Note to anchors and reporters: stop smiling  MAR 21 2003

The TV coverage by the cable news networks of the war in Iraq is disappointingly shoddy. Somehow, they think we want to see green, pixelated pictures of trucks moving through an empty desert; endless grainy shots of Baghdad at night; choppy, pixelated live reports from embedded reporters; and the neverending analysis of the minutia of warfare. This is supposed to give us a sense as to what's happening and what to make of it all?

I've had the TV on all afternoon, watching it while I work. Right now, I'm watching tiny pixelated people moving around on the deck of an aircraft carrier. This scene imparts absolutely no information, knowledge, or perspective to the viewer. I understand that the assault of Iraq is important to cover, but what about the protests around the world, the terrorist suspects on the loose with possible dirty bombs, and the plans for humanitarian aid? Those things are just as important to the story, and the news channels have devoted about 2 minutes to covering them over the course of the entire afternoon, opting instead to fawn over U.S. military might, their tech toys, and, wheeee, look at us, we're embedded.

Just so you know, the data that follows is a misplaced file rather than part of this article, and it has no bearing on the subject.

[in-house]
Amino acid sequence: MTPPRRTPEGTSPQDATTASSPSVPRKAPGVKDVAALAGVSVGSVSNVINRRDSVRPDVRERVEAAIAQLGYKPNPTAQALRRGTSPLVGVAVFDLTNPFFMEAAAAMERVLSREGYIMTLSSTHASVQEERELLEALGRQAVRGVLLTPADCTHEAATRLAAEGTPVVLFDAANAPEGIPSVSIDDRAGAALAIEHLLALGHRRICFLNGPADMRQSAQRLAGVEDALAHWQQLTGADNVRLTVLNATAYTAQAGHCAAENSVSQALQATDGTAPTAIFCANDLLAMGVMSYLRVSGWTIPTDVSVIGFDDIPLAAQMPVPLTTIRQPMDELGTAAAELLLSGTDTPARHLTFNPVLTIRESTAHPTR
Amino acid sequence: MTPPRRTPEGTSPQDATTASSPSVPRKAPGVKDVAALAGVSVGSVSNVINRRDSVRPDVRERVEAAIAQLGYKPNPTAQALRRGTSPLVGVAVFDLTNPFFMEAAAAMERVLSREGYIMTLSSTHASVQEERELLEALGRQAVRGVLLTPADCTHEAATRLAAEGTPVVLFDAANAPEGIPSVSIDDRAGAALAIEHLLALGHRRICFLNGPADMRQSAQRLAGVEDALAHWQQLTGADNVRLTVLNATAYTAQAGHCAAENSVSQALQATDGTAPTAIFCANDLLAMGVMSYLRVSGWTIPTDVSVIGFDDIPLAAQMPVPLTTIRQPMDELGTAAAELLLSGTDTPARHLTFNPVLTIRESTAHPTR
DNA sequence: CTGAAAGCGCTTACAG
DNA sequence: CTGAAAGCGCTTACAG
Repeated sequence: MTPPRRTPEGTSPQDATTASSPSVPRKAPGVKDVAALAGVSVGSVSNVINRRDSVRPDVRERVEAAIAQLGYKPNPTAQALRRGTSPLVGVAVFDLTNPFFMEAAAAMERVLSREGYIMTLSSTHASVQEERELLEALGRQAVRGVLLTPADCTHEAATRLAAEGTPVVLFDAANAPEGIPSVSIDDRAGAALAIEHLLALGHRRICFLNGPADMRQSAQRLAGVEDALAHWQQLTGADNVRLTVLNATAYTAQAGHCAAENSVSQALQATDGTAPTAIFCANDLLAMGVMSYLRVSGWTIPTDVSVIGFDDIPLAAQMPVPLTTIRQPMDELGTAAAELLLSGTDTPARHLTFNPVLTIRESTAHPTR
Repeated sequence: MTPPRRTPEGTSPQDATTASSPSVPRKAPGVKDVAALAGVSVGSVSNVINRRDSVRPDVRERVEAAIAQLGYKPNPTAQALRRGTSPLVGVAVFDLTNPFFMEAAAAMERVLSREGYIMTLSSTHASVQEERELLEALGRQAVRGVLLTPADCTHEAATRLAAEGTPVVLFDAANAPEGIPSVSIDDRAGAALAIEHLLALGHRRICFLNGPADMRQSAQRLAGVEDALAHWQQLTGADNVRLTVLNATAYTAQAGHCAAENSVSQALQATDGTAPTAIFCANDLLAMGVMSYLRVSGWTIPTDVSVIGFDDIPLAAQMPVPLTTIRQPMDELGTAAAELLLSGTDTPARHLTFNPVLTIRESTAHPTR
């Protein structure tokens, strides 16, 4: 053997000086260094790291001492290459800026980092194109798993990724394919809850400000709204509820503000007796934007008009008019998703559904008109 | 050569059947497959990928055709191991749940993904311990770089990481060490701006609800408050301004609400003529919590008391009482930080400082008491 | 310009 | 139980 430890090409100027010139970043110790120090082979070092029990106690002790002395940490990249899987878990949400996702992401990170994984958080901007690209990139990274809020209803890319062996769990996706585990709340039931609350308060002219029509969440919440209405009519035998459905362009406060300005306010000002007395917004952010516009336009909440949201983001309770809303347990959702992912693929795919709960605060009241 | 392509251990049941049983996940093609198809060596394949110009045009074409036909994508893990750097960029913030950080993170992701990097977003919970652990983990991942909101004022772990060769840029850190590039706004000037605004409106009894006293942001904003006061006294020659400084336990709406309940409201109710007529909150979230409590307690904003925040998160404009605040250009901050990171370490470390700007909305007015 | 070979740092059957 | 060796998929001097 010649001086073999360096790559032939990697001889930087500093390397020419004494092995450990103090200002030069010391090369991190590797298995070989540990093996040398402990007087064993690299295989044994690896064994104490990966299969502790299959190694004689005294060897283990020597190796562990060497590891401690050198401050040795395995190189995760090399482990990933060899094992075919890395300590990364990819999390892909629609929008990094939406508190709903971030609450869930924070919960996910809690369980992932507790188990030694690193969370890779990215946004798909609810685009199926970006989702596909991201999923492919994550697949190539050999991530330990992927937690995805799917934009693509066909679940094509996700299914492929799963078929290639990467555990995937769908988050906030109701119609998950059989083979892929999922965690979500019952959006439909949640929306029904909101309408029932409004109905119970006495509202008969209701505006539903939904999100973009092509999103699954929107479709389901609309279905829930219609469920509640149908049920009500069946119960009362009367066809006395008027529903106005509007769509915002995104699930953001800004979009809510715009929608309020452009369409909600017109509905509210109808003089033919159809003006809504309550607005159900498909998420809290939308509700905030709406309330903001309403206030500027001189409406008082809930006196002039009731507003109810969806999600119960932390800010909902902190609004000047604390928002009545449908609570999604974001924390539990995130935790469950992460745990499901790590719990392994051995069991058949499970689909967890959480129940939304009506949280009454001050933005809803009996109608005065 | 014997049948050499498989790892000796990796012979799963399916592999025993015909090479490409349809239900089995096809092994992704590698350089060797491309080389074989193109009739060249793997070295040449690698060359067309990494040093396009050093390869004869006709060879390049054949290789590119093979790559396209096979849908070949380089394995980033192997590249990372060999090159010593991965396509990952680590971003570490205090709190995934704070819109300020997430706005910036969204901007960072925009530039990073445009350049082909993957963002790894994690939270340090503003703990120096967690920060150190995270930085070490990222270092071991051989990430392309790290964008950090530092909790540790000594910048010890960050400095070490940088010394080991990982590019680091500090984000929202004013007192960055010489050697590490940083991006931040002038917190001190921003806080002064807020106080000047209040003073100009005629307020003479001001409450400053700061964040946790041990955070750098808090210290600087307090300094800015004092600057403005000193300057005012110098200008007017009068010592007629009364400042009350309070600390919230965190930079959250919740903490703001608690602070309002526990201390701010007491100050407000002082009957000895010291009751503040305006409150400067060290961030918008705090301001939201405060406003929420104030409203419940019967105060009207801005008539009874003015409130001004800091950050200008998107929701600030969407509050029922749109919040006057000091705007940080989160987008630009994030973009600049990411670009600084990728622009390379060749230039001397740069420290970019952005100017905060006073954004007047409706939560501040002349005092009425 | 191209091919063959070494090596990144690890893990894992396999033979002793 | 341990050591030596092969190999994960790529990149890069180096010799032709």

A lowlight from earlier was an enthusiastic Neil Cavuto on Fox News asking some jackass Congressman how he felt about what he's been seeing so far (this was after seeing the severe bombings in Baghdad). The grinning Congressman replied, "I'm very happy".

And just to be fair, a few good things about the coverage this afternoon:

- The live views of the bombing in Baghdad. As much as a grainy picture on television can, it gave viewers a sense of the scope of the bombing. Certainly didn't fill me with a sense of happiness as it did for that Congressman.

- Extensive coverage of the Iraqi ambassador's comments to the UN on MSNBC. Surprised me to see coverage of an alternative view of the war.

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